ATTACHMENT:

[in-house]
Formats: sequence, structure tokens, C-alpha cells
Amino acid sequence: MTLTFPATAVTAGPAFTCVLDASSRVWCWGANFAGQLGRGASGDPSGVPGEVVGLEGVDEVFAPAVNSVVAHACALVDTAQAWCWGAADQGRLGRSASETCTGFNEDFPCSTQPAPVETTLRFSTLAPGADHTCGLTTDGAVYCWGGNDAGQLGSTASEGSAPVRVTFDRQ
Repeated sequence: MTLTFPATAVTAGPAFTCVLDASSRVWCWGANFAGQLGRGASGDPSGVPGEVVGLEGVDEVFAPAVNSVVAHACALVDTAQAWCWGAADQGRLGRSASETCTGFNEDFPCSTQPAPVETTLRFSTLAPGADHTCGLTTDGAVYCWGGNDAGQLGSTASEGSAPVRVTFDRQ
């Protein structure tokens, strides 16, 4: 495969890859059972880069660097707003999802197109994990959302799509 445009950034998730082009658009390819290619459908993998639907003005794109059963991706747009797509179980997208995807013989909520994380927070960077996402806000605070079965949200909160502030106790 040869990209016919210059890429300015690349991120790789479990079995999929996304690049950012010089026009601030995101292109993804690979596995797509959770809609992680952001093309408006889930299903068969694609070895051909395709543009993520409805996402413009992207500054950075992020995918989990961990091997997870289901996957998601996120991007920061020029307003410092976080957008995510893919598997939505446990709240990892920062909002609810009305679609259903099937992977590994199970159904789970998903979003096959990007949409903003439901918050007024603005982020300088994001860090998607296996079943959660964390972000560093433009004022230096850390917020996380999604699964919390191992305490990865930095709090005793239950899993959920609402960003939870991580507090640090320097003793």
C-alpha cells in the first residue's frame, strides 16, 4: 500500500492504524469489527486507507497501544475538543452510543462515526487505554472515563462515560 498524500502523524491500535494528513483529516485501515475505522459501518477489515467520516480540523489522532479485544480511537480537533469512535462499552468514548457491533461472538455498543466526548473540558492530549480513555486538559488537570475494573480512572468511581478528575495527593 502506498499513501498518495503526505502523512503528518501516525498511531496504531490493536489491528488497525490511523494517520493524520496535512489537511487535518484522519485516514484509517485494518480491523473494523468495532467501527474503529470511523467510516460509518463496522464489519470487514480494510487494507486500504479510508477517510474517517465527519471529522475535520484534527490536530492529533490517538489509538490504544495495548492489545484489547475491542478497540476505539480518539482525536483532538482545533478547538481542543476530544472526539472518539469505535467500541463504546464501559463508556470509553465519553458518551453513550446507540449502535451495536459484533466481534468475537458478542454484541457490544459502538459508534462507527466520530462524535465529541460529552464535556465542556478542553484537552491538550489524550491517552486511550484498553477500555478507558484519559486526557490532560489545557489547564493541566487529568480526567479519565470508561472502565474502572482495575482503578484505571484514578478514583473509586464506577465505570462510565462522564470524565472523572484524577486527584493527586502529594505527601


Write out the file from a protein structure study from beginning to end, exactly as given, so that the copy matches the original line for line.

[in-house]
Formats: sequence, structure tokens, C-alpha cells
Amino acid sequence: MTLTFPATAVTAGPAFTCVLDASSRVWCWGANFAGQLGRGASGDPSGVPGEVVGLEGVDEVFAPAVNSVVAHACALVDTAQAWCWGAADQGRLGRSASETCTGFNEDFPCSTQPAPVETTLRFSTLAPGADHTCGLTTDGAVYCWGGNDAGQLGSTASEGSAPVRVTFDRQ
Repeated sequence: MTLTFPATAVTAGPAFTCVLDASSRVWCWGANFAGQLGRGASGDPSGVPGEVVGLEGVDEVFAPAVNSVVAHACALVDTAQAWCWGAADQGRLGRSASETCTGFNEDFPCSTQPAPVETTLRFSTLAPGADHTCGLTTDGAVYCWGGNDAGQLGSTASEGSAPVRVTFDRQ
């Protein structure tokens, strides 16, 4: 495969890859059972880069660097707003999802197109994990959302799509 445009950034998730082009658009390819290619459908993998639907003005794109059963991706747009797509179980997208995807013989909520994380927070960077996402806000605070079965949200909160502030106790 040869990209016919210059890429300015690349991120790789479990079995999929996304690049950012010089026009601030995101292109993804690979596995797509959770809609992680952001093309408006889930299903068969694609070895051909395709543009993520409805996402413009992207500054950075992020995918989990961990091997997870289901996957998601996120991007920061020029307003410092976080957008995510893919598997939505446990709240990892920062909002609810009305679609259903099937992977590994199970159904789970998903979003096959990007949409903003439901918050007024603005982020300088994001860090998607296996079943959660964390972000560093433009004022230096850390917020996380999604699964919390191992305490990865930095709090005793239950899993959920609402960003939870991580507090640090320097003793």
C-alpha cells in the first residue's frame, strides 16, 4: 500500500492504524469489527486507507497501544475538543452510543462515526487505554472515563462515560 498524500502523524491500535494528513483529516485501515475505522459501518477489515467520516480540523489522532479485544480511537480537533469512535462499552468514548457491533461472538455498543466526548473540558492530549480513555486538559488537570475494573480512572468511581478528575495527593 502506498499513501498518495503526505502523512503528518501516525498511531496504531490493536489491528488497525490511523494517520493524520496535512489537511487535518484522519485516514484509517485494518480491523473494523468495532467501527474503529470511523467510516460509518463496522464489519470487514480494510487494507486500504479510508477517510474517517465527519471529522475535520484534527490536530492529533490517538489509538490504544495495548492489545484489547475491542478497540476505539480518539482525536483532538482545533478547538481542543476530544472526539472518539469505535467500541463504546464501559463508556470509553465519553458518551453513550446507540449502535451495536459484533466481534468475537458478542454484541457490544459502538459508534462507527466520530462524535465529541460529552464535556465542556478542553484537552491538550489524550491517552486511550484498553477500555478507558484519559486526557490532560489545557489547564493541566487529568480526567479519565470508561472502565474502572482495575482503578484505571484514578478514583473509586464506577465505570462510565462522564470524565472523572484524577486527584493527586502529594505527601